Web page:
- The appellant, a Tongan citizen, applied for residence in NZ but was declined by INZ.
- INZ's decision was based on the lack of support from an eligible partner and doubts about the relationship's genuineness and stability.
- The Tribunal confirmed INZ's decision, citing family violence, infidelity, and withdrawal of spousal support as concerns.
The appellant, a 48-year-old Tongan citizen, first visited New Zealand in 2007 and met his current wife, a Tongan-born New Zealand citizen, in 2008. They commenced a relationship and began living together in January 2009. After obtaining divorces from their respective spouses, they married on 15 December 2011. The appellant made several trips to Tonga during his stay in New Zealand.
Prior to Appeal
The appellant applied for residence under the Family (Partnership) category on 24 January 2017. The application included various supporting documents, like photographs, letters from friends, family, and his employer, and a letter of support from his wife. During the application's verification, Immigration New Zealand (INZ) discovered records of family violence episodes involving the couple and the appellant's drink-driving conviction. The wife initially supported the application but withdrew her support twice during the process, once in October 2017 and again in January 2019.
Immigration New Zealand Assessment
INZ raised concerns about the genuine and stable nature of the appellant's partnership, given the wife's withdrawal of support and the documented family violence episodes. The appellant and his wife were interviewed separately, where the wife expressed her trust issues due to the appellant's affair and the impact of alcohol on their relationship. The appellant downplayed the seriousness of these issues in his response to INZ.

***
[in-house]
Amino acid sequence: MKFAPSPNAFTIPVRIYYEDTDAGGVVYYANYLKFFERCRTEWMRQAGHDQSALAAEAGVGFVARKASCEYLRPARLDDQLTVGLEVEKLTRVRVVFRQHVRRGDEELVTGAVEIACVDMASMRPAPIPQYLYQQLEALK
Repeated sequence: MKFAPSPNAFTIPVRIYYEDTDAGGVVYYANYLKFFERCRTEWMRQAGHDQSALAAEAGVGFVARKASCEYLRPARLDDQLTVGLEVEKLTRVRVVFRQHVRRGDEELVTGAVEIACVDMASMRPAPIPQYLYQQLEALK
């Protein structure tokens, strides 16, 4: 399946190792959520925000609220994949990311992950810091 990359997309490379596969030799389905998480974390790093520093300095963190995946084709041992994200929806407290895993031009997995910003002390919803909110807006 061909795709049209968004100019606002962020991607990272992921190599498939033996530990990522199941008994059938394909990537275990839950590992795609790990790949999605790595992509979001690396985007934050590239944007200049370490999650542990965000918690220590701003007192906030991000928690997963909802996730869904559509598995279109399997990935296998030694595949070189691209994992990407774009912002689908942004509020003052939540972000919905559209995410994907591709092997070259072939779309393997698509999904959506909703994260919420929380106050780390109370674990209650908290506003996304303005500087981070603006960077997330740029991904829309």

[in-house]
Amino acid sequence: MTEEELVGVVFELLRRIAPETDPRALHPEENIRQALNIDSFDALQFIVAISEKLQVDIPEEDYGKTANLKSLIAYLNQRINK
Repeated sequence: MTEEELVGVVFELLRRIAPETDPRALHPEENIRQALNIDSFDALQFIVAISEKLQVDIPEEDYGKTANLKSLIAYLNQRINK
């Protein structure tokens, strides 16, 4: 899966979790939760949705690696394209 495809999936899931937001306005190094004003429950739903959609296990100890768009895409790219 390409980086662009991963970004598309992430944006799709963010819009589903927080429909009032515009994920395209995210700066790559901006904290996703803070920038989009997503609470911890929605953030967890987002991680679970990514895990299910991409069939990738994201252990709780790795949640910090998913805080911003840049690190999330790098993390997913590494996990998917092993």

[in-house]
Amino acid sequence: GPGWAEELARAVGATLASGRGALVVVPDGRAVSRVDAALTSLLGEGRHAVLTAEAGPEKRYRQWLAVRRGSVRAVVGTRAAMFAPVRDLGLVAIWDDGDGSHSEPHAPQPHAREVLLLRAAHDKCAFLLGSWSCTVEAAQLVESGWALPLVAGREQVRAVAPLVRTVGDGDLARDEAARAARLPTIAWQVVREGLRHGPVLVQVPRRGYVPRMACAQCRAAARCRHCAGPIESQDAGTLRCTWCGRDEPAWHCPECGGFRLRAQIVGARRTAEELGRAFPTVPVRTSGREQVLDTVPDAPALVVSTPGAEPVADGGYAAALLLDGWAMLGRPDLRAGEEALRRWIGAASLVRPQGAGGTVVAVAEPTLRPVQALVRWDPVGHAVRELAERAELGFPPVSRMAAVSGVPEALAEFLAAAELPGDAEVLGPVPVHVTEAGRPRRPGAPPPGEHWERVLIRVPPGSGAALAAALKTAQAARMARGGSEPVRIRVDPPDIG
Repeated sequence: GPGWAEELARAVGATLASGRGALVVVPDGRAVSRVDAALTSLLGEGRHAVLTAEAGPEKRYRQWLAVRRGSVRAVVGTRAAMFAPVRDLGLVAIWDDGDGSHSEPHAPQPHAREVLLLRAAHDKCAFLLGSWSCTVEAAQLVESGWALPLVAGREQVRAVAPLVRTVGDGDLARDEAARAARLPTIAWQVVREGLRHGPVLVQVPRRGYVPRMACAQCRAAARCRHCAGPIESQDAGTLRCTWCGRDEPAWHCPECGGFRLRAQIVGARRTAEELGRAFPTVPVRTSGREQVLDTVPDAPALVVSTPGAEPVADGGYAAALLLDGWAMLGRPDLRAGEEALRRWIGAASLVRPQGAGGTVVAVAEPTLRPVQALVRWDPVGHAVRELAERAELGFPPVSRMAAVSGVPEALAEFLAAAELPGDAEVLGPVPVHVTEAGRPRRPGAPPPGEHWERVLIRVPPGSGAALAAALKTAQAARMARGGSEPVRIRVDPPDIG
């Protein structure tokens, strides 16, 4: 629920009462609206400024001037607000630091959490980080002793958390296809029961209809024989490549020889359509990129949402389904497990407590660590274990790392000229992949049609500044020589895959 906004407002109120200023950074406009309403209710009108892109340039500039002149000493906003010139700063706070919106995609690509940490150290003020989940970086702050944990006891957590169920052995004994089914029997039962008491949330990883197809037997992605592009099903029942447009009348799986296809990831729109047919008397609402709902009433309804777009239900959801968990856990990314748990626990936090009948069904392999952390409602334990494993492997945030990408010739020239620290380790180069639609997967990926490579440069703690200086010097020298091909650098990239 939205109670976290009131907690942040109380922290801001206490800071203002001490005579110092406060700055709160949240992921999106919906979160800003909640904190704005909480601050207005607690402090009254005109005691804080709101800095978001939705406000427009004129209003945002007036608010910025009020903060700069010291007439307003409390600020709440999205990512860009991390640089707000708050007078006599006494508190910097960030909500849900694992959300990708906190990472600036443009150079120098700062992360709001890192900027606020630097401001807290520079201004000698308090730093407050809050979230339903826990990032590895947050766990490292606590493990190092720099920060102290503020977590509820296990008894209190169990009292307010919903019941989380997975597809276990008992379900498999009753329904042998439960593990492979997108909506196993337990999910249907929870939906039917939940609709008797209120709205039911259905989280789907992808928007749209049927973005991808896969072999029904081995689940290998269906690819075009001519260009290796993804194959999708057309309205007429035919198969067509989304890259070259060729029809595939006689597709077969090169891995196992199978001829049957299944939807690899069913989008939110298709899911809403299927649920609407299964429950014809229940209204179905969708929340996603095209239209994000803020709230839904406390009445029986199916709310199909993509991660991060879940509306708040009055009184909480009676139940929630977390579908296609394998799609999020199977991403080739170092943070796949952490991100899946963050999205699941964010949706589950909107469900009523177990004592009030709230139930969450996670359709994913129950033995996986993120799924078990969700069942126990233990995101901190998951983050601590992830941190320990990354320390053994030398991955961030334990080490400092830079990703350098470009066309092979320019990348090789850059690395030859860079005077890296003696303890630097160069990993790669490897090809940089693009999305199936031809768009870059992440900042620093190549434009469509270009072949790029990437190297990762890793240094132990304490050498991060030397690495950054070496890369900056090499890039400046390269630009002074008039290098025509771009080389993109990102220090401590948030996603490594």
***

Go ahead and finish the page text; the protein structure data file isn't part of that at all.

Immigration New Zealand Decision
On 11 March 2019, INZ declined the appellant’s application. The decision was based on the absence of support from an eligible New Zealand partner and doubts about the genuineness and stability of the couple's partnership. INZ found the appellant's responses insufficient to prove the relationship's stability and genuineness.
The Tribunal acknowledged the couple's long-term relationship and efforts to address their issues. However, it found that the appellant's application lacked support from an eligible partner at the time of the decision and that the relationship issues, including family violence and infidelity, raised legitimate concerns about its stability.
The Tribunal did not find any special circumstances in the appellant's case that would warrant consideration by the Minister of Immigration as an exception to the residence instructions.
The Tribunal confirmed INZ's decision to decline the appellant's application, citing the correctness of the decision in terms of the applicable residence instructions. It concluded that the appellant did not have special circumstances warranting further consideration.